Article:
Stepping Into Antigua's Past Among Churches and Colonial Ruins

A former Spanish capital, this Guatemala city offers rich historical gems

In the book "After the Bombs," Guatemalan novelist Arturo Arias relates the following national joke: Winston Churchill learns that Guatemala has declared war on Nazi Germany and, cigar in hand, rushes to his atlas to locate his new ally. The great man searches in vain, then finally locates it buried under a little volcano of ashes fallen from his cigar.

Volcanoes and earthquakes have shaped Guatemala's history and landscape, building mountains and toppling cities. The forces that created the rugged beauty of the central highlands have brought down three capital cities, of which the Spanish colonial seat at Antigua is but the most recent.

Modern residents are happy with the way things worked out: While the nearby capital gets more sprawling each year, Antigua's relaxed pace, imposing colonial ruins, and stunning natural setting attract visitors worldwide. Many of Guatemala City's wealthier residents have moved to Antigua, along with scores of foreign expatriates, and hundreds of Mayan Indians from surrounding highland villages.

Three massive volcanic cones surround the city - at least two of them active - overshadowing the view from my hotel. All can be climbed, but after three weeks on the road I instead hiked down wide cobblestone streets to stuff myself with spicy chicken stew and fresh fruit frappes in a leafy restaurant courtyard.

I'd come to see Spanish colonial ruins, and I didn't need a map to find them. Huge earth-shaken edifices appeared around almost every corner, testimony to the awesome power of the 1773 earthquake that forced the Spanish to abandon the city. I wandered through imposing cathedrals whose vaulted ceilings had fallen, leaving 10-foot thick pillars strewn about the nave like parts from an oversized Lego set. A domed church is open to the highland skies, its raised altar the center of an open-air courtyard.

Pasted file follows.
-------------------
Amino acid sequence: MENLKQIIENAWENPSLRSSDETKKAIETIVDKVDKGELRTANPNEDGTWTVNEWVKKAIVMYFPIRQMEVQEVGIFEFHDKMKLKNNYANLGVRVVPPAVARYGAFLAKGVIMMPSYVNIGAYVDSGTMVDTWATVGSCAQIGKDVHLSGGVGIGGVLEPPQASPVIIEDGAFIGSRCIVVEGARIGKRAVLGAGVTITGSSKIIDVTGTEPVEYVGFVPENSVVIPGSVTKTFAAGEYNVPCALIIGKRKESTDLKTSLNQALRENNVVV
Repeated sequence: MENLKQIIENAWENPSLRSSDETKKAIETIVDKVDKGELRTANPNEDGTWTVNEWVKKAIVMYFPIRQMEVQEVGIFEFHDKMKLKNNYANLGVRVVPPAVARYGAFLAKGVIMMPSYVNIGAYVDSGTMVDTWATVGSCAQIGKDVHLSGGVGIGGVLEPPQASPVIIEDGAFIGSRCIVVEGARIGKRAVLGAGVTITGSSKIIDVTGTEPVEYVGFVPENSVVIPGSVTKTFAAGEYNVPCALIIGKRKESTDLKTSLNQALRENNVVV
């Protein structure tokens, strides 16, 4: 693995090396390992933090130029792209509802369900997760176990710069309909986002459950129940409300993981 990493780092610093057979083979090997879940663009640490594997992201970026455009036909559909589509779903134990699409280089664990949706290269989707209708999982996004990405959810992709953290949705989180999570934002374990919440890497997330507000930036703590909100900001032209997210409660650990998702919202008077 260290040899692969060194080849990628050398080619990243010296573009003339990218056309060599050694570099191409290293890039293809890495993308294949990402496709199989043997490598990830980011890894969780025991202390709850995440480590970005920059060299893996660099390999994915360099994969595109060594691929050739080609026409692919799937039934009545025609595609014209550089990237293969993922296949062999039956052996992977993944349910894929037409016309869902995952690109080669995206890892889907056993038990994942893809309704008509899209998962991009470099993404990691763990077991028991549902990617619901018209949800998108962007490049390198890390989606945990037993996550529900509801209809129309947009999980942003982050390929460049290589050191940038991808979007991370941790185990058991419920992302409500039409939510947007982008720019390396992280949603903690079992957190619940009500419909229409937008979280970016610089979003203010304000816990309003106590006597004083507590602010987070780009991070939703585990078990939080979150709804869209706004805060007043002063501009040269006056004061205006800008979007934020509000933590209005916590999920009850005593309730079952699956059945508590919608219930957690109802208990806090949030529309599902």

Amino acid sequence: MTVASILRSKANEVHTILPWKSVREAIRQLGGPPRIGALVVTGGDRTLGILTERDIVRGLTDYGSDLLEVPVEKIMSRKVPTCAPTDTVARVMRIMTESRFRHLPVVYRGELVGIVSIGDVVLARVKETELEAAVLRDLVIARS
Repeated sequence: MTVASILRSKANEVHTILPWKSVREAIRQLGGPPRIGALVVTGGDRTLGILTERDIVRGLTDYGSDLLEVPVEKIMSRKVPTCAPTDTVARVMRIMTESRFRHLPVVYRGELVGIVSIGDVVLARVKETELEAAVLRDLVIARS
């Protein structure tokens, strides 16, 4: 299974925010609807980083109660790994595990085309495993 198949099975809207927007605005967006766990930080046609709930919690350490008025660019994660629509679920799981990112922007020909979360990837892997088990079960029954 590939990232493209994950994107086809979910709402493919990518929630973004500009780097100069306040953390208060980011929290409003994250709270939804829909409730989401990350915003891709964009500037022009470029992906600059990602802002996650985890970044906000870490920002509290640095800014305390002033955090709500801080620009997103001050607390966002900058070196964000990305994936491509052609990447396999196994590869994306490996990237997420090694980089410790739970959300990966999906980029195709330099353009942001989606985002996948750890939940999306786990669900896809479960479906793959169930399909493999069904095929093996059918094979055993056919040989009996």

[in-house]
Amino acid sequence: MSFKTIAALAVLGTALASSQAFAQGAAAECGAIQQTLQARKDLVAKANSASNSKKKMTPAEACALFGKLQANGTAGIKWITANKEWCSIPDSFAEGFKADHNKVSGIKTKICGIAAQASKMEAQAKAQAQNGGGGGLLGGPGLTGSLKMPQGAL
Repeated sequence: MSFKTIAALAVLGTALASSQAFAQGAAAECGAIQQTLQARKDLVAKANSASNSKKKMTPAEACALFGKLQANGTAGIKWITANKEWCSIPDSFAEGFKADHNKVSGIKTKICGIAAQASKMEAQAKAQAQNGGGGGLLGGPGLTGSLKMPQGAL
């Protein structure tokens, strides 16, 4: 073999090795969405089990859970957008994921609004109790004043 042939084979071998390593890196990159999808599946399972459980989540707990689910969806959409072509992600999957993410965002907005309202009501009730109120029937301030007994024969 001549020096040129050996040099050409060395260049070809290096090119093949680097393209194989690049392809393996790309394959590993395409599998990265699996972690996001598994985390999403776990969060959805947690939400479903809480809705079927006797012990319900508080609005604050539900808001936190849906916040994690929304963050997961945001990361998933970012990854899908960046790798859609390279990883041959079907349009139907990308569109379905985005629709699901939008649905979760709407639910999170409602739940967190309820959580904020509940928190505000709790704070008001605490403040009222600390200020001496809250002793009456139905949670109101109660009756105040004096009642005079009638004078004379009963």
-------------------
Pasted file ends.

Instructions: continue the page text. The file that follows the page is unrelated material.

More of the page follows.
One-hundred-fifty years ago this was the center of Spanish power in Central America - and the remaining ruins of churches, palaces, and monasteries testify to its importance. From here, the Spanish administered holdings from Chiapas to Panama for the 250 years that separated the burial of their previous capital by a volcanic eruption and Antigua's fatal 1773 quake.

The Las Capuchinas convent is perhaps the most impressive of the quake ruins, and the government is in the midst of a conservation project of the vast compound. I wandered from cool meditative chambers, through a restored fountain courtyard, and into a beautiful garden.

A circular building housed the 18 reclusive Capuchin nuns - their individual cells encircling a central foyer in this round tower, each with independent sewage.

The mystery lies underneath. Down an ominous staircase, I found a massive basement supporting the tower overhead by a single enormous pillar. The room has 17 recesses originally set with stone rings, and nobody is sure what it was for. Experts suggest laundry, bath, or even a torture chamber, which seems an odd set of options. The Capuchin order was secretive, its inductees forsaking visual contact with the world outside the convent walls. Food was delivered through a turntable and conversations with outsiders conducted through an opaque grill.

That evening the entire town seemed to have congregated in the leafy central square. Mayan Indian families ate in groups - the women and girls in hand-woven traditional dress, the men and boys in jeans and baseball caps (the Chicago Bulls currently most prevalent). The children wandered through the crowds selling woven and carved handicrafts to city-slickers from Guatemala City or Chicago, while their parents bundled unsold inventory to carry back to the village in packages atop their heads..

Antigua is surrounded by traditional Indian villages, some of which can be reached on foot. Travelers in search of Indian handicrafts usually travel by car to Chimaltenango, an Indian cultural center and site of a sprawling market on Sunday and Thursday; there I was simultaneously offered a richly embroidered blanket, a live chicken, and look-alike Pepsi T-shirts.

It's also possible to climb the volcanic cones for an intimate encounter with plate tectonics. To do this safely, you need to book with a tour group - not so much because of the unlikely risk of a volcanic eruption as the danger of robbery or violent assault in this and other highly touristed wilderness areas. Others move on to volcano-encircled Lake Atitlan two hours northwest - the highlands' other tourist mecca.

Back in Antigua at an unusual shop, a proprietor has assembled a vast collection of Mayan weaving, featuring distinctive shirts and blouses from hundreds of villages. Most Mayan women and some men still wear these vibrant handmade clothes, which identify the wearer's tribe, social standing, and village of residence.

Outside in a nearby square, Mayan women were weaving - their looms suspended between a tree and their own weight. "Want one?" a weaver paused in her work to ask. "They're handmade."

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